Planet Jupiter

Jupiter is the largest planet in the solar system; all of the other planets could fit inside Jupiter. One of its major atmospheric features is the Great Red Spot – cyclonic in nature and twice Earth’s diameter. The Great Red Spot was first seen by Galileo in 1610 and has been seen to change shape and color over the past 400 years.

Lightning and thunderstorms have been observed in Jupiter’s upper atmosphere.

Jupiter has some other interesting features, including:

  • It gives off more heat than it receives.
  • It has a small, dense rocky core surrounded by hydrogen and some helium even though it is primarily a Gas Giant planet. Some speculate the core is solid hydrogen.
  • It is a natural radio source, like the Sun and other stars.
  • It has aurora events, much like Earth.

Jupiter at a Glance

Characteristics to Compare

Atmosphere

  • Hydrogen (H ), Helium (H ), Methane (CH ), Ammonia (NH ), Water (H O)

Rotation

  • Short rotation — 9.8 hours

Revolution

  • Long revolution — 11.86 years

Rings

  • One thin ring detected by the Voyager 2 spacecraft

Magnetic Field

  • A very strong magnetic field; 20,000 times that of Earth’s
Image Jupiter – with cloud features like the Great Red Spot, Olivarez Blue Features, Belts and Bands. The black dot is the shadow of a moon.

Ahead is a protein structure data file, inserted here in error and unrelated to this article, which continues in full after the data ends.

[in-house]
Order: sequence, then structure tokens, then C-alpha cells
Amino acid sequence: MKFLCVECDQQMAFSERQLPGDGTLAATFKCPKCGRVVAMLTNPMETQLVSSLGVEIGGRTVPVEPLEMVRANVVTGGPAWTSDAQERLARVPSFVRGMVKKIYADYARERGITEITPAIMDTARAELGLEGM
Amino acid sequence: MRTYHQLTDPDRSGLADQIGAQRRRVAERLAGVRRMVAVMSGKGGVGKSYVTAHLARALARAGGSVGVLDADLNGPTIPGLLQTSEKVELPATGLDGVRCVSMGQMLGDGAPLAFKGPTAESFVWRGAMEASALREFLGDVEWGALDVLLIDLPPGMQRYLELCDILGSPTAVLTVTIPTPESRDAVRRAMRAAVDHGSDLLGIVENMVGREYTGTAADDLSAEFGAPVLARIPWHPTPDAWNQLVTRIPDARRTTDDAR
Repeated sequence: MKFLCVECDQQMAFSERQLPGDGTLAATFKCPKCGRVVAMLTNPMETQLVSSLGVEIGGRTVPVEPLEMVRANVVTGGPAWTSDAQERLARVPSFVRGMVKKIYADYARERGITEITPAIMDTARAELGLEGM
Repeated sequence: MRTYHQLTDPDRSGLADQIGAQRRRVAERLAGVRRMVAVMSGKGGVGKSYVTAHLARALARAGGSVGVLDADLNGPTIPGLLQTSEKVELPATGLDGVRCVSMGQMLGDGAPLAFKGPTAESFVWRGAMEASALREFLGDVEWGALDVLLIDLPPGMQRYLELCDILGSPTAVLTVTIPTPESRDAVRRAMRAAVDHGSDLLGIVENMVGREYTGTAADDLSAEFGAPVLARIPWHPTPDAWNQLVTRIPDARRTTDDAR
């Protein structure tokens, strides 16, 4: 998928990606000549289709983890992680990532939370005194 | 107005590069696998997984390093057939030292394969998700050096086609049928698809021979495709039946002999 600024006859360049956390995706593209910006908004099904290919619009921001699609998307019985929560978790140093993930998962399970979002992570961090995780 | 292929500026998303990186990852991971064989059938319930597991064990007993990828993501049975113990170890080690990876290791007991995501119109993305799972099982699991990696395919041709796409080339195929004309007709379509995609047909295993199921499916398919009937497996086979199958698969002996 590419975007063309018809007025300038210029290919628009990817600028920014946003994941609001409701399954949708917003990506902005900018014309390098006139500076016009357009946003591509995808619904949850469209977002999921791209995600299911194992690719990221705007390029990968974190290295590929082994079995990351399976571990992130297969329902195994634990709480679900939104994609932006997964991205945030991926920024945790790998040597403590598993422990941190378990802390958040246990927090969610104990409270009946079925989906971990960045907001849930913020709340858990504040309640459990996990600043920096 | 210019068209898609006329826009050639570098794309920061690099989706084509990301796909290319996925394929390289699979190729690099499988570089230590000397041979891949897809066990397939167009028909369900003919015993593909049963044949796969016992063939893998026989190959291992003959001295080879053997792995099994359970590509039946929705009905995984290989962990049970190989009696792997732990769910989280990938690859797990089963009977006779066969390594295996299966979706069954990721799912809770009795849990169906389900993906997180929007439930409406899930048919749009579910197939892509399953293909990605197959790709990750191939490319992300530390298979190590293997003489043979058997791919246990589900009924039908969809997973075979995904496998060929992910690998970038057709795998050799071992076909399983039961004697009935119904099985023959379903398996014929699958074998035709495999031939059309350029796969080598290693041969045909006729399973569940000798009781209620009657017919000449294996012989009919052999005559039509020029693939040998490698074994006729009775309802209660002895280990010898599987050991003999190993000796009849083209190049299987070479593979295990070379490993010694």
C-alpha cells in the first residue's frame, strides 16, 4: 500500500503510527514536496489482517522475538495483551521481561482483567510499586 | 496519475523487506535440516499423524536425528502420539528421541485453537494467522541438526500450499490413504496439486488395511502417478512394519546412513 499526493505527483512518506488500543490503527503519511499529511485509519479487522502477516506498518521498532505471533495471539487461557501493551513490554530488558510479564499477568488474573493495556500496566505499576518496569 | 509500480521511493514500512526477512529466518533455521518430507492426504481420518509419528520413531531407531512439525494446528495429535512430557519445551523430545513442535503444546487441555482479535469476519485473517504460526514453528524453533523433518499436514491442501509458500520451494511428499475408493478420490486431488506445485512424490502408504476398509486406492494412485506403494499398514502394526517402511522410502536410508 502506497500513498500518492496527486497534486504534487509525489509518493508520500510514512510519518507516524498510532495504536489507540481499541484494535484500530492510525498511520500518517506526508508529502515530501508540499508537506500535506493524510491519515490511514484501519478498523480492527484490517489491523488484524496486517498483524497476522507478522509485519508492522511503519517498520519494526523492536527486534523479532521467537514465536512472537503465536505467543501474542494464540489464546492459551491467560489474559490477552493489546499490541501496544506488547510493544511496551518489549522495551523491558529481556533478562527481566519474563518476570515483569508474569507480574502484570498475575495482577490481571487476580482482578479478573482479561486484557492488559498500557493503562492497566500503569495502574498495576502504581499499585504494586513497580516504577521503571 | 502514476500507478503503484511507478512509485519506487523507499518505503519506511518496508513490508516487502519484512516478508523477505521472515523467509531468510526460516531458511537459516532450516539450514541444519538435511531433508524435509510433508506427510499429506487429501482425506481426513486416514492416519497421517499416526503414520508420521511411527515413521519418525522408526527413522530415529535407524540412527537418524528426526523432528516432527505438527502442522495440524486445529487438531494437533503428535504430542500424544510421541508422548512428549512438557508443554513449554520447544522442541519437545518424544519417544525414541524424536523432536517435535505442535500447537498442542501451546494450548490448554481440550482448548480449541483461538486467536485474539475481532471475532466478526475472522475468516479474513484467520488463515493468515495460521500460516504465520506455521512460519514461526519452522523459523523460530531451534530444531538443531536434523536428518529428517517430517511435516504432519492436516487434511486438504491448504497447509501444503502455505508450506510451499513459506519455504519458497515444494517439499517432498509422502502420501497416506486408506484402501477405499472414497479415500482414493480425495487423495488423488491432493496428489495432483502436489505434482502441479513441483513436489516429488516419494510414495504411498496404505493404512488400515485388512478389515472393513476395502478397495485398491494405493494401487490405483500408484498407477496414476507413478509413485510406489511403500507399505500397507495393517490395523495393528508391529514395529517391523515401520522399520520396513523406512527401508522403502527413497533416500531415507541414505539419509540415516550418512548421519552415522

The planet Juptier via NASA Cassini SpacecraftPublic Domain | Image courtesy of NASA.

Image of Jupiter’s Great Red Spot.
Jupiter’s Great Red Spot via NASA Voyager 2Public Domain | Image courtesy of NASA.

Image of Jupiter’s Great Red Spot with turbulent cloud tops.
Jupiter’s Great Red Spot with turbulent cloud tops via NASA Galileo SpacecraftPublic Domain | Image courtesy of NASA.

Image showing lightning in Jupiter’s upper atmosphere. These mosaics of Jupiter's night side show the Jovian aurora at approximately 45 minute intervals as the auroral ring rotated with the planet below the spacecraft. The images were obtained by the Solid State Imaging (SSI) system on NASA's Galileo spacecraft. during its eleventh orbit of Jupiter. The auroral ring is offset from Jupiter's pole of rotation and reaches the lowest latitude near 165 degrees west longitude. The aurora is hundreds of kilometers wide, and when it crosses the edge of Jupiter, it is about 250 kilometers above the planet.
Lightning in Jupiter’s upper atmospherePublic Domain | Image courtesy of NASA.